Malcolm Tucker was the king of swearing (Picture: BBC)
The Thick of It is known for its inventive and plentiful swears, led by the foul-mouthed spin doctor Malcolm Tucker, played by a pre-Tardis Peter Capaldi.
‘What the f*** is this, Tinker Tailor Soldier C***?’ springs to mind.
So it may not surprise you that the satirical BBC comedy was so sweary that BBC bosses counted an F-bomb for every five seconds.
Series creator Armando Iannucci says he was told to tone down the number of obscenities in The Thick Of It by corporation bosses who were monitoring the number of obscenities in the hit political satire.
In one instance, Iannucci says he was told he was allowed to use the C word three times in an episode – but only if the F word was cut to 10 times a minute.
The 57-year-old writer says he was effectively given a quota of how many ‘f***s’ he was allowed to use per minute.
Speaking on Jeremy Paxman’s podcast, The Lock In, the Scottish comic writer and director said: ‘I still have the emails where someone in the BBC said “last week’s episode had the equivalent of 13.9 f***s per minute.
Armando Iannucci said he was asked to trade some Fs for some Cs (Picture: Gareth Cattermole/Getty Images)
‘”Your latest script requires three ‘Cs’. We will allow you three Cs if you can get the f*** quota down to under ten per minute.”
‘I’m not a swearer – Alan Partridge isn’t full of swearing.’
Iannucci said he based the bad language on his own research, speaking to former civil servants, MPs and former ministers.
He told the 70-year-old former Newsnight presenter: ‘I did my research and went to speak to these people who had worked in government. At the time, it was the tail-end of the Blair government.
‘The impression I got was that it was very macho, very high testosterone – every day was a crisis and there was a lot of swearing, but it was very dull swearing.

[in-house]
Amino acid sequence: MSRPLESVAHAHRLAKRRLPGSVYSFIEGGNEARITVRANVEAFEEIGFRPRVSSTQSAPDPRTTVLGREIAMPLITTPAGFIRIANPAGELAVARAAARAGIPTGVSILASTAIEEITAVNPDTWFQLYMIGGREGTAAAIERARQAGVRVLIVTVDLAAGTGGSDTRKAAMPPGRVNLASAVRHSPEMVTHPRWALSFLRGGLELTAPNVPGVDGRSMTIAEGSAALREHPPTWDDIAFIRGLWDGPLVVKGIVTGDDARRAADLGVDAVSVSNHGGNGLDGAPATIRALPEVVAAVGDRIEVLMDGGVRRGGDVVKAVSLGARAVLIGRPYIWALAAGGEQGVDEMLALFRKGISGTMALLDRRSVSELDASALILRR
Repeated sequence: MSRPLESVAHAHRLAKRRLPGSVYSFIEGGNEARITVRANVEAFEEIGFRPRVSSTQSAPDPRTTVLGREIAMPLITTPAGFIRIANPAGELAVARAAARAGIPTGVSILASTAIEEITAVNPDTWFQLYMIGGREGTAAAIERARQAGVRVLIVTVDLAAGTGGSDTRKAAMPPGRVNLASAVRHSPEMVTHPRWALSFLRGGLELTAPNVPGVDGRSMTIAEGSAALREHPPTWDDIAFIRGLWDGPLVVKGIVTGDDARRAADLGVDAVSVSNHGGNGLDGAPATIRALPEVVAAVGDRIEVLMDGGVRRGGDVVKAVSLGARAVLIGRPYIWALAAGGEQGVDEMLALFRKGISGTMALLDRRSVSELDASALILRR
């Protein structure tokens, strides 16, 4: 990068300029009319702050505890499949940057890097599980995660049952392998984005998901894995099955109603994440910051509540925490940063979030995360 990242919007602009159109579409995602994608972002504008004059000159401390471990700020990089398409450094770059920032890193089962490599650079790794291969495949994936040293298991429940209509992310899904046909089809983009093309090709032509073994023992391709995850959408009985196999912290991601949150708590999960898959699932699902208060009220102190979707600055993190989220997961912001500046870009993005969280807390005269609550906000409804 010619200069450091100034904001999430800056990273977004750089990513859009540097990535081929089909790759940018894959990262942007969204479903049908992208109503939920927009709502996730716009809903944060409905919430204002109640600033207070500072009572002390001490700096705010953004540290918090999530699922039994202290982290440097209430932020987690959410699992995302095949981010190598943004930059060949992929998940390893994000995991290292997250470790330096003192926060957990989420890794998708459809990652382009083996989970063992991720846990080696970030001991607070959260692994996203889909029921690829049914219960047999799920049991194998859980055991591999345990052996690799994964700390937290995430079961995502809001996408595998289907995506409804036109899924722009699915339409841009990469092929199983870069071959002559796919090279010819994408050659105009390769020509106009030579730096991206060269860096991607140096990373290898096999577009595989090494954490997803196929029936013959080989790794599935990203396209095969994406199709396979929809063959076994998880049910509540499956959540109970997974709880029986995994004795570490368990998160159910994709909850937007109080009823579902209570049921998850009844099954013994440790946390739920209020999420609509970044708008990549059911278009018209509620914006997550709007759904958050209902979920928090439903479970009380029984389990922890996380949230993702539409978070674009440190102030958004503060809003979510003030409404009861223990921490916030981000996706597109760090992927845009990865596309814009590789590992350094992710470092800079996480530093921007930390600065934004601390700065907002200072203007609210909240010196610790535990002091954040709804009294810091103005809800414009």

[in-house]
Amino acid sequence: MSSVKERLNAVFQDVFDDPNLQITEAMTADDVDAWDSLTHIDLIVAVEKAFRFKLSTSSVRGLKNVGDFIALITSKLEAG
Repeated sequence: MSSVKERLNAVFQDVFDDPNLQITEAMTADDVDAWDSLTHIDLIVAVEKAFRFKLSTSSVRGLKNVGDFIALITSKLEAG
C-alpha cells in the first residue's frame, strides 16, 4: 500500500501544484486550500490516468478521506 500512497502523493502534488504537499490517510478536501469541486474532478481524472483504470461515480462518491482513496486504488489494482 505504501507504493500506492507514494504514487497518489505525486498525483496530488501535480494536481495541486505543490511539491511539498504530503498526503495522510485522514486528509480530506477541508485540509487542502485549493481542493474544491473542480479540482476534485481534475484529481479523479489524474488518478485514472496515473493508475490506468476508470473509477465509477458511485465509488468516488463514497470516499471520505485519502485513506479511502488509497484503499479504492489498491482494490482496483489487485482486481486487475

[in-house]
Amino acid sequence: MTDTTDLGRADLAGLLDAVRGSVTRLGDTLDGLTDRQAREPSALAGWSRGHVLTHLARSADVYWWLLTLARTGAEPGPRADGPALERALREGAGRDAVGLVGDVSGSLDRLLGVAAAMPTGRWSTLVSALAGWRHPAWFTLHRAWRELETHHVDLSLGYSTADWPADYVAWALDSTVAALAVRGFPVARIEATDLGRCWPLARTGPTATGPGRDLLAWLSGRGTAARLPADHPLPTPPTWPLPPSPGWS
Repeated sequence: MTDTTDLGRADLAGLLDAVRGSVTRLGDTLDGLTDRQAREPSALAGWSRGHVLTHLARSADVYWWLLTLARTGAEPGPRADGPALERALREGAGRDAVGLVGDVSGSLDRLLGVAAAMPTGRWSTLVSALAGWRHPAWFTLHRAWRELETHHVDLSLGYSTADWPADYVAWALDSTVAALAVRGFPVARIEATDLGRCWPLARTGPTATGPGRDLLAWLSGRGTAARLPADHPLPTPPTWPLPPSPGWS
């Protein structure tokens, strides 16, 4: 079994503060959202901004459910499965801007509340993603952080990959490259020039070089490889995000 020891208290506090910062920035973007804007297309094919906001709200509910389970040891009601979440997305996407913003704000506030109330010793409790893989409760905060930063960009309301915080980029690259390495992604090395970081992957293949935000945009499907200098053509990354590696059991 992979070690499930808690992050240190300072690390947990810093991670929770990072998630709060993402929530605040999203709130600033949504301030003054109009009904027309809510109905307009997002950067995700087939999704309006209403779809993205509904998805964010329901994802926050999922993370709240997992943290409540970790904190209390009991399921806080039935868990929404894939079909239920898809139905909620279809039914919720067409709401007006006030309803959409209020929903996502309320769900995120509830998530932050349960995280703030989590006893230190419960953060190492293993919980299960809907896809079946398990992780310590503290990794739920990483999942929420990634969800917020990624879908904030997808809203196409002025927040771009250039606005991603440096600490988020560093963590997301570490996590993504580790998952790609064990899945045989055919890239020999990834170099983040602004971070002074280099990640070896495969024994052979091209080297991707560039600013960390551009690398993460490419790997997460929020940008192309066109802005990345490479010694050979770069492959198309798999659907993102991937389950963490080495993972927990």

‘It was just the F word again and again and again, and I thought we have to reflect the swearing.
‘But it’s very boring if it’s just someone saying “f***” all the time so its more about how do we dress the swearing up -so it’s really the elaborate adjectives that go around the swearing.
The show ran for four series (Picture: BBC)
Iannucci, who directed the series with the likes of Jesse Armstrong and Simon Blackwell, said they would write the spin doctor’s swears at the end of a long day: ‘It was always a fun thing to do at the end of a busy day.
‘If we felt we had worked hard on the script, we would give ourselves half an hour of writing Malcolm swearing as a loosening up and cooling down exercise at the end of the day.’
While ‘f***’, ‘c***’ and ’t**t’ were some of Tucker’s favourite words, one of his cleaner insults crossed over into real life after appearing in the first episode of series three.
While ranting at new cabinet minister Nicola Murray about her reluctance to get into a lift, Tucker fumed: ‘Not only have you got a f***ing bent husband and a f***ing daughter that gets taken to school in a f***ing sedan chair, you’re also f***ing mental. Jesus Christ, see you, you are a f***ing omnishambles, that’s what you are. You’re like that coffee machine, you know – from bean to cup, you f*** up.’
‘Omnishambles’ was then used by Ed Miliband during a round of Prime Minister’s Questions in 2012 while he discusses the government’s budget, and later that year, was named the word of the year by the Oxford English Dictionary.
The Thick of It began in 2005, focusing on the fictional Department of Social Affairs and Citizenship, and ran for four series and two specials, ending in 2012.
The series also resulted in a spin-off movie In The Loop, which still featured Malcolm Tucker but starred The Thick Of It actors including Chris Addison, Joanna Scanlan, Olivia Poulet and Simon Blackwell in different roles.Credit: Original article published here.